Explore this issue:February 2014
Panelists pinpointed recent advances in five areas of otolaryngology during the session “What’s the Latest and Greatest.”
Guided Therapeutics in Head and Neck Surgery
Jonathan Irish, MD, FACS, chief of surgical oncology at the University of Toronto’s Princess Margaret Cancer Center, thinks the wave of the future is a combination of several technologies into a surgical system that can provide real-time images and better surgical targeting.
This includes robotic knives and hands but also incorporates technology that allows near real-time “on-the-table” imaging through a procedure that allows surgical tool tracking and optical imaging technology for tumor targeting and contouring. This technology will be merged with “proximity alerts” to let surgeons know when a critical structure is being approached.
“The power is not any one technology, but it’s the merging of many, such that the sum becomes greater than its parts,” Dr. Irish said. At his center, researchers have developed an animal model using fluorescence imaging and long-lasting fluorophores to illuminate both primary tumors and the lymphatics, moving away from the tumor into what he describes as a “real-time” sentinel node biopsy.
“This is going to be transformative for us,” he added. This is where we will be five to 10 years from now.” A challenge, though, will be creating the infrastructure; combining these technologies involves greater manpower and operating rooms that can be more three-and-a-half times the size of a normal operating room.
Advances in Vertigo
Judith White, MD, PhD, head of otolaryngology at the Cleveland Clinic, said a big recent advancement in vertigo treatment was the creation of new diagnostic criteria for vestibular migraine in 2013 (see “ICHD-3 Diagnostic Criteria for Vestibular Migraine, right). The condition can complicate the management of many patients with Ménière’s disease, but it’s responsive to both behavioral and medical intervention, “so it’s worth knowing about,” Dr. White said.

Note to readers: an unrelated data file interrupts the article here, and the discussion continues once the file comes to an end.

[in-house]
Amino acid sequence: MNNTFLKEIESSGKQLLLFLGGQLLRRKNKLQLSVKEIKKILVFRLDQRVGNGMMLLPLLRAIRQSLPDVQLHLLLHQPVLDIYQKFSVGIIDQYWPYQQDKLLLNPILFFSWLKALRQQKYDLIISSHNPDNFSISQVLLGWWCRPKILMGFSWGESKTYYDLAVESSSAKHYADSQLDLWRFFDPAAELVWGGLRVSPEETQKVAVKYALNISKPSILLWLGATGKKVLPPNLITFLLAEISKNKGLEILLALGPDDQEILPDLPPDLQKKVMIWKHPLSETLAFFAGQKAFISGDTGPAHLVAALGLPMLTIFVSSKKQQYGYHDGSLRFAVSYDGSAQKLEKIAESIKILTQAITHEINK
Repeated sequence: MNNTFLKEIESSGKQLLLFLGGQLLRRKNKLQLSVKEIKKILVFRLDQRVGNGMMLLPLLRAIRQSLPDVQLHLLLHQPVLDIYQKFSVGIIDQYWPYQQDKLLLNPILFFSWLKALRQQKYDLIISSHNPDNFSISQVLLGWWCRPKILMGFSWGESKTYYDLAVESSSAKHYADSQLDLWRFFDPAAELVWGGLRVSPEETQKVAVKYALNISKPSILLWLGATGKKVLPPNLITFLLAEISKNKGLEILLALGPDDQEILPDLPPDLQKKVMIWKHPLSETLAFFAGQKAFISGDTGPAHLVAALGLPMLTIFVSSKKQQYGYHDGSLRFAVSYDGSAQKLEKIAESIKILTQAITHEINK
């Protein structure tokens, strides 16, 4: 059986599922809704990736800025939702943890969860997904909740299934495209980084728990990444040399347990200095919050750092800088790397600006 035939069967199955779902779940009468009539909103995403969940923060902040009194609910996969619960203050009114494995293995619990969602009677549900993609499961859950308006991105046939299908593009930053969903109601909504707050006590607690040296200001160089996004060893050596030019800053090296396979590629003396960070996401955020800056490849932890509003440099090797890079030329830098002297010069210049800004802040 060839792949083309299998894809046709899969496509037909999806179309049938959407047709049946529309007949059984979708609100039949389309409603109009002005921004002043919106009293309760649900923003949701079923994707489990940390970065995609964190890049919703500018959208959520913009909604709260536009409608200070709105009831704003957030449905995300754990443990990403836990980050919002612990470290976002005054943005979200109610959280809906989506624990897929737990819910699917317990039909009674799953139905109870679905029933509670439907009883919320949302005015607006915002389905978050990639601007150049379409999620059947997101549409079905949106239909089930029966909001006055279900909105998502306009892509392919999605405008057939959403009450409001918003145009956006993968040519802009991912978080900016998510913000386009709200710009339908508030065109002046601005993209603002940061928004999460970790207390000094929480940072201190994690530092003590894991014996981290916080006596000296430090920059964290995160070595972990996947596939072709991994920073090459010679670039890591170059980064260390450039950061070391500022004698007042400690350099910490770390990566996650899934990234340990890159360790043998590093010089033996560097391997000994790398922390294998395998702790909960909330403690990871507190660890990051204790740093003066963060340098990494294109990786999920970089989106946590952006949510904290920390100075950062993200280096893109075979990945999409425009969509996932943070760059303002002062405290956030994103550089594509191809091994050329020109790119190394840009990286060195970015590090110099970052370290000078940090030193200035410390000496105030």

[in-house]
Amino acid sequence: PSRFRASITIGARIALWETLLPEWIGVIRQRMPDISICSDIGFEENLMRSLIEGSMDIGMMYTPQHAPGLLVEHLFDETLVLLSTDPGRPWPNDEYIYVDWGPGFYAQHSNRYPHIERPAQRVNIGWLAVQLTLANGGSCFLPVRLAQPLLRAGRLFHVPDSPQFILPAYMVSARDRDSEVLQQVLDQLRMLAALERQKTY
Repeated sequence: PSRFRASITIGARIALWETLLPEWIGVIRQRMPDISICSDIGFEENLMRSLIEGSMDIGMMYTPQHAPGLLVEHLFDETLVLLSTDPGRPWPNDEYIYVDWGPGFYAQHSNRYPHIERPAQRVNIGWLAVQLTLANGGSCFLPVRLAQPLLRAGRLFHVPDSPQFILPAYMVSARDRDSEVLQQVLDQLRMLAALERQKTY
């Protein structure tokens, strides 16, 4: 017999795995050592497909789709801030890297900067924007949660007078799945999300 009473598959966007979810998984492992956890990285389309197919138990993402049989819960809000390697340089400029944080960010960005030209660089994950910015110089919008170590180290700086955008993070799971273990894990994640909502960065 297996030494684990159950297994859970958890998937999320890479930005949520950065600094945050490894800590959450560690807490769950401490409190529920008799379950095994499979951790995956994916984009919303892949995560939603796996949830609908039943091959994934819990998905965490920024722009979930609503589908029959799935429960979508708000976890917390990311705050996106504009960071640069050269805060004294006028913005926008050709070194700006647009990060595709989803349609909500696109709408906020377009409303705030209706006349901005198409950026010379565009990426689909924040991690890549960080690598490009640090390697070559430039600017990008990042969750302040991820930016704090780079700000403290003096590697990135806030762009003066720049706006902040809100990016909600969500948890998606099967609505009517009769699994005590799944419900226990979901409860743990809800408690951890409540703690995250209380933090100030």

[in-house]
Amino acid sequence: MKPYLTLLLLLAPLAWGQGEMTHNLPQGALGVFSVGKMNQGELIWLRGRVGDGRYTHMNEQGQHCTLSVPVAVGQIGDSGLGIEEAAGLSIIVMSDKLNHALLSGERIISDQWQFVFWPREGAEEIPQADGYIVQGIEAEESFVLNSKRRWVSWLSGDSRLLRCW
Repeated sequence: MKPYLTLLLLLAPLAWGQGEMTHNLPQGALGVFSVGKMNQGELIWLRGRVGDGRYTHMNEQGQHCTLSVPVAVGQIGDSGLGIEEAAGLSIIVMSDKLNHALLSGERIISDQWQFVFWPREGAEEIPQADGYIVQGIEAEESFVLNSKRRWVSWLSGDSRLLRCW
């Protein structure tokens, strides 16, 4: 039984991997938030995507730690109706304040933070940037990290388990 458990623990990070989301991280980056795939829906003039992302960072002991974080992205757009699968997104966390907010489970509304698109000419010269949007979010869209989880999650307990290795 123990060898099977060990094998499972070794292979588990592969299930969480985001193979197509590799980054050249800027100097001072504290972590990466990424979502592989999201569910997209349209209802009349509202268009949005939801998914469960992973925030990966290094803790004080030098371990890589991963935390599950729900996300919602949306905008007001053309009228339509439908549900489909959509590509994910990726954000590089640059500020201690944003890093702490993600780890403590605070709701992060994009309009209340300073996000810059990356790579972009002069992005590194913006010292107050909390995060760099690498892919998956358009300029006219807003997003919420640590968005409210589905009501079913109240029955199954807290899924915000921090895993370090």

There also have been recent changes to the reporting criteria for Ménière’s, which can fix a problem with classification. “The problem was if you institute a secondary treatment, you go to a Class F response, which is not what those guidelines were set up to imply,” Dr. White said.
Now, an “intent to treat” model is used: If treatment stays within the same “intent to treat” grouping, classification isn’t changed. If a different treatment is used, the classification bounces to Class F. This allows repetitive treatments without changing classification.
At the Cleveland Clinic, changes are underway that could serve as an example for how to apply guidelines of dizziness and vertigo. The institution’s “CarePath” system uses electronic medical records to prompt recommendations, reserves head CT scans for patients with focal neurological signs and symptoms in addition to dizziness and vertigo, encourages the use of Dix-Hallpike diagnostic testing and canalith repositioning, generates referrals for vestibular physical therapy, and emphasizes fall prevention.
Upper Airway Stimulation for Sleep Apnea
Ryan Soose, MD, assistant professor of otolaryngology at the University of Pittsburgh, reviewed the findings of the first clinical trial on upper airway stimulation for treating sleep apnea. The therapy, which uses an implanted pacemaker connected to the nerve that works the tongue, is intended to improve airflow by enlarging and stabilizing the upper airway.